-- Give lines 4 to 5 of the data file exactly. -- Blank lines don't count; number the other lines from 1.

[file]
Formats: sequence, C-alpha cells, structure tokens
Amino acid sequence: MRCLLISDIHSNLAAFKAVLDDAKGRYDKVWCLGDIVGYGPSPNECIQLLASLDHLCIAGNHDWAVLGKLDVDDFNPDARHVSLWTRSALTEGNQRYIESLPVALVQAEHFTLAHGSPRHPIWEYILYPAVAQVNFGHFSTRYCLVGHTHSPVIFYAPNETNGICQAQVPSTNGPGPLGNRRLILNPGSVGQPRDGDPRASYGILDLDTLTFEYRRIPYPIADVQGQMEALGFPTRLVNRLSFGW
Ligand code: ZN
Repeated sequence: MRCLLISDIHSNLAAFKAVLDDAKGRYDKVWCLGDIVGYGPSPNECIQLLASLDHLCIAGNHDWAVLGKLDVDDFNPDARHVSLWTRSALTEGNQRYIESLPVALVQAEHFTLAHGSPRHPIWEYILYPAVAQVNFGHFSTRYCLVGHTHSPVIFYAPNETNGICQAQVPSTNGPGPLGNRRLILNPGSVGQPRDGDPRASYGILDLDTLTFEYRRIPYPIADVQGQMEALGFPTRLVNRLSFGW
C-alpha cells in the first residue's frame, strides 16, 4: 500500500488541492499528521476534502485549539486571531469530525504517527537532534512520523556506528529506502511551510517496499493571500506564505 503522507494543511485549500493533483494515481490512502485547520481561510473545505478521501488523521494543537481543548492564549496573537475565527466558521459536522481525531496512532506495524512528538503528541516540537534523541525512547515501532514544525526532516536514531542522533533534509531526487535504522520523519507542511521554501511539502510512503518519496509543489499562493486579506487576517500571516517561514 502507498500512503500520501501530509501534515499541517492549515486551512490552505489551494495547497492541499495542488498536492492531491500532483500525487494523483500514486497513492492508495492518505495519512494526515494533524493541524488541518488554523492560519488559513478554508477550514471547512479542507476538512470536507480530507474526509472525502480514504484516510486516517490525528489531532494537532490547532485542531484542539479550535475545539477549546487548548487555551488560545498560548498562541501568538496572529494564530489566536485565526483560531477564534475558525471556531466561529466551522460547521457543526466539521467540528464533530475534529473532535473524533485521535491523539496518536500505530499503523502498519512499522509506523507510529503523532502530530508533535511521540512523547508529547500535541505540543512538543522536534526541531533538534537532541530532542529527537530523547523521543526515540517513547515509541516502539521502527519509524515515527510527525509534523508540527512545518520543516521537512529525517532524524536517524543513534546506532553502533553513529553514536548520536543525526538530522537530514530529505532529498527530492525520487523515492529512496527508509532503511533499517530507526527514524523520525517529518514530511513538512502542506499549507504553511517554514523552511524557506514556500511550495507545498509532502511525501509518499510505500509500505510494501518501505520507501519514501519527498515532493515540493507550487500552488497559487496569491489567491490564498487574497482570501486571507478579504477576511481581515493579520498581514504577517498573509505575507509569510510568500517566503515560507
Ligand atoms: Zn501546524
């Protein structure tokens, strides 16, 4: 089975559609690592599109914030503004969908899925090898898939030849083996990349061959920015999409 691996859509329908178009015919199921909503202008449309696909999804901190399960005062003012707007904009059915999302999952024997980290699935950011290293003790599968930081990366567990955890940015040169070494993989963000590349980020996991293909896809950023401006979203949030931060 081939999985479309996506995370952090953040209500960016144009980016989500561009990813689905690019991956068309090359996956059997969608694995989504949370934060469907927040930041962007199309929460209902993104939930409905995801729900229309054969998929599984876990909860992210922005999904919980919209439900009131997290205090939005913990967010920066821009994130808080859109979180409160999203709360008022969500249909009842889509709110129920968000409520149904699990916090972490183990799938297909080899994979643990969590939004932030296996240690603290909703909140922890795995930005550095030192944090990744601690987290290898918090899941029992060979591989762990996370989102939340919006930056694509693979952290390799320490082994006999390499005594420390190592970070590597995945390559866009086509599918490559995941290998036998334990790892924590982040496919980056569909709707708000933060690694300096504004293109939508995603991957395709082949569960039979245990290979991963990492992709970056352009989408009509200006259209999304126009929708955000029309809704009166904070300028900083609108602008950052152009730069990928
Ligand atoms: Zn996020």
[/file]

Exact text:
Repeated sequence: MRCLLISDIHSNLAAFKAVLDDAKGRYDKVWCLGDIVGYGPSPNECIQLLASLDHLCIAGNHDWAVLGKLDVDDFNPDARHVSLWTRSALTEGNQRYIESLPVALVQAEHFTLAHGSPRHPIWEYILYPAVAQVNFGHFSTRYCLVGHTHSPVIFYAPNETNGICQAQVPSTNGPGPLGNRRLILNPGSVGQPRDGDPRASYGILDLDTLTFEYRRIPYPIADVQGQMEALGFPTRLVNRLSFGW
C-alpha cells in the first residue's frame, strides 16, 4: 500500500488541492499528521476534502485549539486571531469530525504517527537532534512520523556506528529506502511551510517496499493571500506564505 503522507494543511485549500493533483494515481490512502485547520481561510473545505478521501488523521494543537481543548492564549496573537475565527466558521459536522481525531496512532506495524512528538503528541516540537534523541525512547515501532514544525526532516536514531542522533533534509531526487535504522520523519507542511521554501511539502510512503518519496509543489499562493486579506487576517500571516517561514 502507498500512503500520501501530509501534515499541517492549515486551512490552505489551494495547497492541499495542488498536492492531491500532483500525487494523483500514486497513492492508495492518505495519512494526515494533524493541524488541518488554523492560519488559513478554508477550514471547512479542507476538512470536507480530507474526509472525502480514504484516510486516517490525528489531532494537532490547532485542531484542539479550535475545539477549546487548548487555551488560545498560548498562541501568538496572529494564530489566536485565526483560531477564534475558525471556531466561529466551522460547521457543526466539521467540528464533530475534529473532535473524533485521535491523539496518536500505530499503523502498519512499522509506523507510529503523532502530530508533535511521540512523547508529547500535541505540543512538543522536534526541531533538534537532541530532542529527537530523547523521543526515540517513547515509541516502539521502527519509524515515527510527525509534523508540527512545518520543516521537512529525517532524524536517524543513534546506532553502533553513529553514536548520536543525526538530522537530514530529505532529498527530492525520487523515492529512496527508509532503511533499517530507526527514524523520525517529518514530511513538512502542506499549507504553511517554514523552511524557506514556500511550495507545498509532502511525501509518499510505500509500505510494501518501505520507501519514501519527498515532493515540493507550487500552488497559487496569491489567491490564498487574497482570501486571507478579504477576511481581515493579520498581514504577517498573509505575507509569510510568500517566503515560507